Imagine how much richer your life is because you love other's so hard. It might mean more heartache, but the reward is always worth the risk. Imagine how much richer your life is because you are overly appreciative of the beauty a simple sunset brings. Imagine how much richer your life is because you can be moved to tears by the lessons of someone else's story.

Embrace every part of who you are and be just that 100%. There will be people who criticize you for the size of your heart. Feel sorry for them. There are people who are dishonest. There are people who are manipulative. There are people who are downright malicious. And the one thing people say to put you down is "you feel too much." Hmm..

Sounds like more of a compliment to me. Just sayin'.

Cover Image Credit: We Heart It

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Digestive Issues And Food Intolerances Turned My Life Upside Down At 17

For as long as I could remember, I was never a picky eater.

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For as long as I could remember, I was never a picky eater. I liked most foods and didn't have any allergies or intolerances. I was a "normal" kid who could eat whatever I wanted. That all changed when I turned 17.

A few months before my 17th birthday, I got food poisoning and felt awful for two weeks. I didn't want to eat anything, as I feared it would make me sick again. Over the next two months, I lost 20 lbs because I had almost stopped eating entirely. I was afraid that I would become ill again.

I went to my pediatrician's office and after a series of tests, they said that I was just "stressed-out" and that I would return to normal soon.

(As I write this article, four years later, I can attest that things would not be normal soon.)

I eventually was able to eat semi-regularly again, but I definitely was not the same. I began having problems eating a lot of foods that I had loved before. As a self-described carb-a-holic, I loved bread, crackers, and pretzels. I could no longer eat any of these.

But they weren't the only things I couldn't eat.

I had problems consuming apples, frosting, milk, burgers, pasta, chicken, soups, bagels, hoagies, pancakes, tea, and much more.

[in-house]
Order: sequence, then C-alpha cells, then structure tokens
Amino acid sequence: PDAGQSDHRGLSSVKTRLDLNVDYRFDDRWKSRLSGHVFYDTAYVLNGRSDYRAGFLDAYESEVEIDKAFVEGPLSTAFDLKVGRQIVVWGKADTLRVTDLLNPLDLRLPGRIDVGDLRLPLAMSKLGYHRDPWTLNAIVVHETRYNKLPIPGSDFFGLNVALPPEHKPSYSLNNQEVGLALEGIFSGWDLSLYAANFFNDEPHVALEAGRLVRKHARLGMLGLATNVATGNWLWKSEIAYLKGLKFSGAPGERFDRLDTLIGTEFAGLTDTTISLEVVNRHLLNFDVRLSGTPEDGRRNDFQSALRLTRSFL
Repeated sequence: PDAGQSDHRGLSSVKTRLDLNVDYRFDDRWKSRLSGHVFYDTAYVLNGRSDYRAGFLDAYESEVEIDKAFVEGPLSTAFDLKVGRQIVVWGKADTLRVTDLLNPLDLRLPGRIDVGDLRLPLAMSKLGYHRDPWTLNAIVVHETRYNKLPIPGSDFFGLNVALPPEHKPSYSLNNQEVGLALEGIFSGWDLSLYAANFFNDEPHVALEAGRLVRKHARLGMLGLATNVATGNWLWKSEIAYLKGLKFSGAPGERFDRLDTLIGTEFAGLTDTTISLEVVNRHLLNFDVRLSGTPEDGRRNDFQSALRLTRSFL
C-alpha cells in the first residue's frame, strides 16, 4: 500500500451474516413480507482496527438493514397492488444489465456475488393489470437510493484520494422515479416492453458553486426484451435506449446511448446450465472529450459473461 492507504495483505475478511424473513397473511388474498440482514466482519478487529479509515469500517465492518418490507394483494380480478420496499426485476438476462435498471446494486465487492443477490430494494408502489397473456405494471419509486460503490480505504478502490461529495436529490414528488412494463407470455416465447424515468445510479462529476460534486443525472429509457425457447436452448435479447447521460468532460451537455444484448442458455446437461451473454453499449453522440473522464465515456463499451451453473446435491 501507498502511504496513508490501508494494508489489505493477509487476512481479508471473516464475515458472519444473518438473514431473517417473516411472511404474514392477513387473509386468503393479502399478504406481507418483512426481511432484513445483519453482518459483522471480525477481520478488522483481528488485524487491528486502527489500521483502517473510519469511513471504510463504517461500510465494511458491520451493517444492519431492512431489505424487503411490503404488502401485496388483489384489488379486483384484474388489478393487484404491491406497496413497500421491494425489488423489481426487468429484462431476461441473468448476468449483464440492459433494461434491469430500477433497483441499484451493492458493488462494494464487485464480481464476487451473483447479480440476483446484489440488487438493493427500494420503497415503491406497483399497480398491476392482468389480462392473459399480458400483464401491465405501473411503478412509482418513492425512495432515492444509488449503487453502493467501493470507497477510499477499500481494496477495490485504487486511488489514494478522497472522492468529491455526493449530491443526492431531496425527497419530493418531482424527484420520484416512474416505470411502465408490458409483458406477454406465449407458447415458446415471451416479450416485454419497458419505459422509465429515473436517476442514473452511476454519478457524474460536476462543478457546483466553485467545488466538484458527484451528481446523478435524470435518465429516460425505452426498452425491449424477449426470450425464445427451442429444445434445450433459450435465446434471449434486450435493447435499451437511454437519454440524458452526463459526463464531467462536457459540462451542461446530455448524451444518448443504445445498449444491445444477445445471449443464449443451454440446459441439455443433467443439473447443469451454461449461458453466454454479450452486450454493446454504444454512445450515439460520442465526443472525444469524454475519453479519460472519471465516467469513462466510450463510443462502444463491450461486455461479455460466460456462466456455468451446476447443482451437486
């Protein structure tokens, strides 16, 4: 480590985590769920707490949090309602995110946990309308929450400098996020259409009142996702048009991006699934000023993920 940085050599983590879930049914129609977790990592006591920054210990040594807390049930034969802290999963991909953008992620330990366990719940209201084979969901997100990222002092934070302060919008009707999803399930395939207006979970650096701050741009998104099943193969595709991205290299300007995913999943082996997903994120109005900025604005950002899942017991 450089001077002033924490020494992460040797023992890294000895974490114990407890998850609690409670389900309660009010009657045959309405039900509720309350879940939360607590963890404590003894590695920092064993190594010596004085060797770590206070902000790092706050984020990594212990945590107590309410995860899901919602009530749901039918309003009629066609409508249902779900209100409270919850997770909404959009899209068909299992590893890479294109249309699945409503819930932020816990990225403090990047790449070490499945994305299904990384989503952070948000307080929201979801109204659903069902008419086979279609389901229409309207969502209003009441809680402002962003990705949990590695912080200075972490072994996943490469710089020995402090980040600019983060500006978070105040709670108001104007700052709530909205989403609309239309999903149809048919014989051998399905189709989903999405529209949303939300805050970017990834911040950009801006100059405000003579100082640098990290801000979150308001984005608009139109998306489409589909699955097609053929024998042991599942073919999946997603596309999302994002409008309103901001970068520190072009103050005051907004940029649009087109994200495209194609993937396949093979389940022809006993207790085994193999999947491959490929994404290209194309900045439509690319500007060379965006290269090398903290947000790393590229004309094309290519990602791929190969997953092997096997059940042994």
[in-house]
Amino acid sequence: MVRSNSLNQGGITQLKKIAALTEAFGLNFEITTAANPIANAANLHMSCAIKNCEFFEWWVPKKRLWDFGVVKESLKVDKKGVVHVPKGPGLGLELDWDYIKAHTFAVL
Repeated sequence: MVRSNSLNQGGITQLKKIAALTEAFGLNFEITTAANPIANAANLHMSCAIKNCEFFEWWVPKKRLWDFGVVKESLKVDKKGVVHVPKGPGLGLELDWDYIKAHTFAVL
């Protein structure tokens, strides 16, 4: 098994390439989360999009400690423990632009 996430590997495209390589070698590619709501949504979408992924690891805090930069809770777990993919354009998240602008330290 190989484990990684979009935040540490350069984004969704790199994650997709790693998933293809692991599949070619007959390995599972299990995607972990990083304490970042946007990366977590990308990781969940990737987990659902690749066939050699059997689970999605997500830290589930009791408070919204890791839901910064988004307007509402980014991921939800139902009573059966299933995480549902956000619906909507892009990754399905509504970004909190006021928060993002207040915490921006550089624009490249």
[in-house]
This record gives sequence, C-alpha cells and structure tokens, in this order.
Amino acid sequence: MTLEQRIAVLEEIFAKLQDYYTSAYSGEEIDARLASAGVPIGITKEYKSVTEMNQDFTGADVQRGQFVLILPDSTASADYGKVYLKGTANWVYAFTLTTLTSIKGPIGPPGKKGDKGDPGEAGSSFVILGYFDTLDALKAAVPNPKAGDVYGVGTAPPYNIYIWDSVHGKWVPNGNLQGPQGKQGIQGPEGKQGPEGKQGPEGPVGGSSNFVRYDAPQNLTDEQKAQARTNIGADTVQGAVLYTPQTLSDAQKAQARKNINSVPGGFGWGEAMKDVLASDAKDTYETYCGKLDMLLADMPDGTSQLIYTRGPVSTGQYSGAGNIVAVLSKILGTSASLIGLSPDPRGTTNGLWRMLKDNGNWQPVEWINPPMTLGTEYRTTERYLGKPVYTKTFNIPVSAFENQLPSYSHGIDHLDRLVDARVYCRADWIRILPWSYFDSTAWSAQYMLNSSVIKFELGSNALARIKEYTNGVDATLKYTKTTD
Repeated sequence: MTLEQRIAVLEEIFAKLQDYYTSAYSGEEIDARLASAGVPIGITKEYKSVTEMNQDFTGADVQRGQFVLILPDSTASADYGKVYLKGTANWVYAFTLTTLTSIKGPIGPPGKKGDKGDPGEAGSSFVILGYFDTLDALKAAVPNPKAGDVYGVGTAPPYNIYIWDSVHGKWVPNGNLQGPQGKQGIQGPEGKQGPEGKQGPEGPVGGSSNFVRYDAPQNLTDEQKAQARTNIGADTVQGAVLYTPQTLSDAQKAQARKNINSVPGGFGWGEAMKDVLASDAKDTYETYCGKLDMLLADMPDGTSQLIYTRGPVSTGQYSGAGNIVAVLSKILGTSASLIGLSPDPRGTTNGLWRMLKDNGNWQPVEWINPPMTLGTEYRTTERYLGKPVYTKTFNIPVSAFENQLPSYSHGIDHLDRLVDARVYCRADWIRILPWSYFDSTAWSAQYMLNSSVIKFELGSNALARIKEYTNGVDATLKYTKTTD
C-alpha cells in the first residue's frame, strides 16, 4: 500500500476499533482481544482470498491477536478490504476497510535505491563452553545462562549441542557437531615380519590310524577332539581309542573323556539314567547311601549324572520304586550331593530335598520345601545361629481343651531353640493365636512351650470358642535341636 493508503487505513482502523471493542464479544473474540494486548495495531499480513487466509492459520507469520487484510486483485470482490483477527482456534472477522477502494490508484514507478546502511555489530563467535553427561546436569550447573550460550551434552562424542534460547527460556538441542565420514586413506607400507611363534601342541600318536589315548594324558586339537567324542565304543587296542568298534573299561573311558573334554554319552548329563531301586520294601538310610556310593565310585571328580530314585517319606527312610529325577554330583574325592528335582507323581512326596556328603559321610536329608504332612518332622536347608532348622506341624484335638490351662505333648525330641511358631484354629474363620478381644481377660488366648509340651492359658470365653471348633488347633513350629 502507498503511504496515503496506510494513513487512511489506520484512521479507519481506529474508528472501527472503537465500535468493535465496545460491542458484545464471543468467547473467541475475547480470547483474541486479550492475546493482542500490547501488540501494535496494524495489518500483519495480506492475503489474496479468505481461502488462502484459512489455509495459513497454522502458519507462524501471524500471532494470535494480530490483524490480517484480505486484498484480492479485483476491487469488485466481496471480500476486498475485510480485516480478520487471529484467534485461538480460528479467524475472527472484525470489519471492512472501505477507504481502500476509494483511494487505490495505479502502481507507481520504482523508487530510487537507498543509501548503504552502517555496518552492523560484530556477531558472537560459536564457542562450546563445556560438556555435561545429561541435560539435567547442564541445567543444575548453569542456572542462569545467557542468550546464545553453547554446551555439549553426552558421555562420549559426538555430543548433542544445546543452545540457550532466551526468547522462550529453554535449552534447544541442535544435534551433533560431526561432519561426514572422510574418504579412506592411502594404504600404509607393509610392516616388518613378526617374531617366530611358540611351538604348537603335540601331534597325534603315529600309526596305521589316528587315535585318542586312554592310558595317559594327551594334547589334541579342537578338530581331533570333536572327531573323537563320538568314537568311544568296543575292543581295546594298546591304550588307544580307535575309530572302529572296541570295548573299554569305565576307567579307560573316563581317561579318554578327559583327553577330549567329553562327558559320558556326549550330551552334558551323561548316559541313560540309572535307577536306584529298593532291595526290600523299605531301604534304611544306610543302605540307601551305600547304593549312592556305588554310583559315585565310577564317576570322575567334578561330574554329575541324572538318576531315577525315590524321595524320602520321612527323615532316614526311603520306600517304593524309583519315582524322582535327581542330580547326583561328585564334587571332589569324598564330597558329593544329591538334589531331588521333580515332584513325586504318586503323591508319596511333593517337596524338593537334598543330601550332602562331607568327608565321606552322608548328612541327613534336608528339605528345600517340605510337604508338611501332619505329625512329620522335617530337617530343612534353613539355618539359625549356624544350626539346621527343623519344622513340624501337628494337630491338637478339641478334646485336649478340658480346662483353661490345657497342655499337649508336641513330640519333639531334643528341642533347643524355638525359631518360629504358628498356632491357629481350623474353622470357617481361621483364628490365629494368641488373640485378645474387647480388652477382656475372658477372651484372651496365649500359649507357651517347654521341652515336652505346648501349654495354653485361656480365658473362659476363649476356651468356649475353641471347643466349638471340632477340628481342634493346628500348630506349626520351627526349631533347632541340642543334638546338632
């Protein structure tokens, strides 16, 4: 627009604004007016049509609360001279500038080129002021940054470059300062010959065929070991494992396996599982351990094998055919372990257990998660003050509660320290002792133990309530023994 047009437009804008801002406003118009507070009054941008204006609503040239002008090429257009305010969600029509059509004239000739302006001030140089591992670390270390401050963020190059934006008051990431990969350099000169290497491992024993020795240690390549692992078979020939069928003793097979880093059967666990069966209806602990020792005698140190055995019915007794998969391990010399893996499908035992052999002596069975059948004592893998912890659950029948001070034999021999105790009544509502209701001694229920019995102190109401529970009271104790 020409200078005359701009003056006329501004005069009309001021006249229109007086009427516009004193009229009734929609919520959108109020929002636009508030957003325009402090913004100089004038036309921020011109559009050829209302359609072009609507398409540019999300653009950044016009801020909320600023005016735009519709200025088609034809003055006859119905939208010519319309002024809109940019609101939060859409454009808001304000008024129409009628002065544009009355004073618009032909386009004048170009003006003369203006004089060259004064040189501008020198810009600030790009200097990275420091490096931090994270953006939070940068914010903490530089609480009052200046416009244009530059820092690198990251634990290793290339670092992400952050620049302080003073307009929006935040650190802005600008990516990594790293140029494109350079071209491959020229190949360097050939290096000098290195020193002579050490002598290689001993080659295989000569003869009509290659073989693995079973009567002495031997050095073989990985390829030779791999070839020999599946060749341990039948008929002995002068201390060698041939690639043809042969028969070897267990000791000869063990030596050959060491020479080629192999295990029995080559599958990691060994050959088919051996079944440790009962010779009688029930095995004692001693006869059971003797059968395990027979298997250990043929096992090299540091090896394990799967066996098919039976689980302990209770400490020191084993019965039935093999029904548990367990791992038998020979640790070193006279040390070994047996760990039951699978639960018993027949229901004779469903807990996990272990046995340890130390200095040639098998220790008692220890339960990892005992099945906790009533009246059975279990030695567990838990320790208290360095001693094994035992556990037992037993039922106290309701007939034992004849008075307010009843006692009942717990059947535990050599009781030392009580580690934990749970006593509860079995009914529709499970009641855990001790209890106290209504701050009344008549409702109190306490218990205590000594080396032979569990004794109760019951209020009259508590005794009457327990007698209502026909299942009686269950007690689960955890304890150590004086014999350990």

I needed help, however, I was discouraged after my pediatrician had blamed my problems on stress and said: "it's all in her head."

I continued living my life in fear of how my body would react to food. My symptoms were sometimes consistent, but other times were completely unpredictable.

I began eating mostly gluten-free and carried various "upset-stomach pain medications" to help fix how I felt when I ate.

I continued living like this until this past May, the end of my freshman year of college.

I felt that my quality of life wasn't the same as my peers who didn't have to constantly worry about what they ate.

I made an appointment with an Allergist, who ran tests for various food allergies.

They came back negative.

Once again, I felt as if my problems and experiences weren't taken seriously. My allergist suggested that I may not have allergies, but food sensitivities and intolerances. I was diagnosed with gluten, shellfish and lactose intolerances. (Most allergies and intolerances are developed in a person's 20s and 30s.)

She also referred me to a Gastroenterologist who eventually diagnosed me with acid reflux and a chronic digestive disorder, as well as various food intolerances.

After years of waiting, I had finally had an answer from doctors who took my symptoms and more importantly me seriously.

So you may ask, "Why did you want to put all of this out on the internet for all to see?"

My experience is an example of the importance of advocation. Without advocating for my health and well-being, I'd still be living my life in fear of how my body would react to what I ate.

I now know what foods I can and can't eat, how to manage my pain and live a healthy lifestyle without hurting my body.

If you believe something is wrong with your body, advocate for yourself. Find someone who will believe you and actually listen to your concerns.